In Connecticut, a “preposterously unconstitutional attack on Catholicism”

Catholic sites are up in arms, and rightly so, about a measure called S.B. 1098, introduced March 5 in the Connecticut legislature, which would by law remove control of Roman Catholic parishes from bishops and place them instead in the hands of lay panels of not less than seven nor more than 13 members, who would be legally assured full control over most aspects of church management other than religious doctrine itself.

It’s still far from clear who’s sponsoring or promoting this measure; it’s a “Raised Bill”, a bit of local terminology with which I’m unfamiliar. The National Rifle Association, discussing an entirely different bill in Hartford the other day, says the “raised” terminology “means the concept was discussed and the committee voted in favor of drafting a bill for consideration”. Whoever is responsible for it, Rick Hills is right in dismissing it as “preposterous” and so obviously unconstitutional as to raise no issues of legal interest. The issue it raises instead is: how can lawmakers in one of the nation’s most highly educated states understand so little about America’s basic premises of religious liberty? Despite cries of anti-Catholicism, incidentally, there are a number of hints in the coverage that the bill may reflect the views of disgruntled lay Catholics, not persons affiliated with other religious traditions or with none at all. So there isn’t necessarily anything paradoxical in the fact of this proposal coming up in one of the nation’s most Catholic states, any more than there is a paradox in the prevalence of anti-clericalism in countries of overwhelming nominal Catholic affiliation like Mexico and Italy.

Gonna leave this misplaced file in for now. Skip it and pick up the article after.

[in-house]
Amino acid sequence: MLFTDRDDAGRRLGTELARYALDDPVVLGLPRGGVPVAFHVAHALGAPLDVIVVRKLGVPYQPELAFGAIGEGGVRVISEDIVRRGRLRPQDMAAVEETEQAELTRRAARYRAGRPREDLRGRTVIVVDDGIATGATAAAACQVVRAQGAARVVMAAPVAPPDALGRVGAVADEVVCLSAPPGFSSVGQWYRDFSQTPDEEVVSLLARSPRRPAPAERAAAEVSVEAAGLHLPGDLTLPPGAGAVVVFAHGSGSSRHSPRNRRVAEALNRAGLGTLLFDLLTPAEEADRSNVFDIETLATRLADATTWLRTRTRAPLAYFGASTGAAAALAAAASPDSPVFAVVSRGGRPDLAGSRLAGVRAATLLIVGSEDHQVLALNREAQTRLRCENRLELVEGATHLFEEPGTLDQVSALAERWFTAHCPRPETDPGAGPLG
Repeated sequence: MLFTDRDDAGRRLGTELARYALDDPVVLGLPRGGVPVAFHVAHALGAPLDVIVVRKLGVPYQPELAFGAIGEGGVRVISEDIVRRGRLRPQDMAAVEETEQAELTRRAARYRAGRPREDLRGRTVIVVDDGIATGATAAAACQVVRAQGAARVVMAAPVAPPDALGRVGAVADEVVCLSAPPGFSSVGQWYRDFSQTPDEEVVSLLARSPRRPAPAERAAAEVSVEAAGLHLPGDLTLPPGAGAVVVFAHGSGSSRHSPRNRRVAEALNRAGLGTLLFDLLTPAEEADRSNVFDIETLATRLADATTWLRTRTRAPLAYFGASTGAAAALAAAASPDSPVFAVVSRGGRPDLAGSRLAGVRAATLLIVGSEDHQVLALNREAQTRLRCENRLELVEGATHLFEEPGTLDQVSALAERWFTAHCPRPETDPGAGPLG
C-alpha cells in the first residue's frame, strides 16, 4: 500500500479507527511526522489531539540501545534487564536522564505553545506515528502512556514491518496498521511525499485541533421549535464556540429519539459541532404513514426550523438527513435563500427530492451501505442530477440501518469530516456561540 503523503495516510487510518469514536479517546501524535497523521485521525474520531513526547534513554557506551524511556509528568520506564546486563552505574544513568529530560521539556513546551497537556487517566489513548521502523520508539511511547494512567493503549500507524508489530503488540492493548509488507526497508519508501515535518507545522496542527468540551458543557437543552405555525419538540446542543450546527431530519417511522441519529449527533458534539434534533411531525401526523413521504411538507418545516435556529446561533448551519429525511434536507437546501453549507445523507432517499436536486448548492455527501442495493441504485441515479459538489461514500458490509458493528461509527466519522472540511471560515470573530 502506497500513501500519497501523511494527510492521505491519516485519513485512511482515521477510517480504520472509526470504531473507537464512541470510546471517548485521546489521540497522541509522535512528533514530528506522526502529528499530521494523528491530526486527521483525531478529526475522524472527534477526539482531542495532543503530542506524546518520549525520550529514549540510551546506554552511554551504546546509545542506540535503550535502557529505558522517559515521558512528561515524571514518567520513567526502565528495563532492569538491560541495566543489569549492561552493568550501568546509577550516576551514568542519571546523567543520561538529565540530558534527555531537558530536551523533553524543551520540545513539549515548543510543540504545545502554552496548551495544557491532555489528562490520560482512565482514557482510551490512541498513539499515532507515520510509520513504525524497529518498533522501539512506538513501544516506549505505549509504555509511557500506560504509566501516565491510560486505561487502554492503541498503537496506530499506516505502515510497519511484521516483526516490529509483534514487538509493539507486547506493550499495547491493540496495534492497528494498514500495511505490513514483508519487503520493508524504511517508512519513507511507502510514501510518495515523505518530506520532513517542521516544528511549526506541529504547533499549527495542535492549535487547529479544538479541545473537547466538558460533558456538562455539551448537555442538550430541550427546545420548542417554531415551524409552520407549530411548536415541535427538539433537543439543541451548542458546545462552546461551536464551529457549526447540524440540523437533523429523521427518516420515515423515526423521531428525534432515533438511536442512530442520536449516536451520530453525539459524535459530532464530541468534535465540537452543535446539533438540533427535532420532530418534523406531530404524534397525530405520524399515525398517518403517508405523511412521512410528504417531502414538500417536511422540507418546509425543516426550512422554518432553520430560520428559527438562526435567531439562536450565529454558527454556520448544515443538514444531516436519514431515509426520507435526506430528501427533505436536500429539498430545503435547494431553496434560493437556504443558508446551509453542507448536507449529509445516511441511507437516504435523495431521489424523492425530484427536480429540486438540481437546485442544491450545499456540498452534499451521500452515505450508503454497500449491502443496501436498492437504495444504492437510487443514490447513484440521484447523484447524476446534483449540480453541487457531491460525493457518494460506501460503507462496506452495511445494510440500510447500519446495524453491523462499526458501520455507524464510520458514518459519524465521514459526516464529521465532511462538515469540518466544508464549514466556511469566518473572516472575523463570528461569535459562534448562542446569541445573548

Speaking of legislative idiocy, Rep. Todd Thomsen has introduced a resolution in the Oklahoma legislature deploring the University of Oklahoma’s extension of a speaking invitation to Richard Dawkins (via Ron Bailey).

P.S. According to former Connecticut resident Dave Zincavage of Never Yet Melted, the meaning of “raised bill” is that “no individual member took the responsibility for sponsoring it, but rather a legislative committee (in this case the Judiciary Committee) discussed the idea and the committee then voted in favor of drafting a bill.” And more: The Greenwich Time (via Christopher Fountain) reports that Sen. Andrew McDonald, D-Stamford, introduced the bill “at the request of members of St. John Church on the Post Road in Darien, where the former pastor, the Rev. Michael Jude Fay, was convicted of stealing from parishioners over several years.”

About Walter Olson

Fellow at a think tank in the Northeast specializing in law. Websites include Former columnist for Reason and Times Online (U.K.), contributor to National Review, etc.
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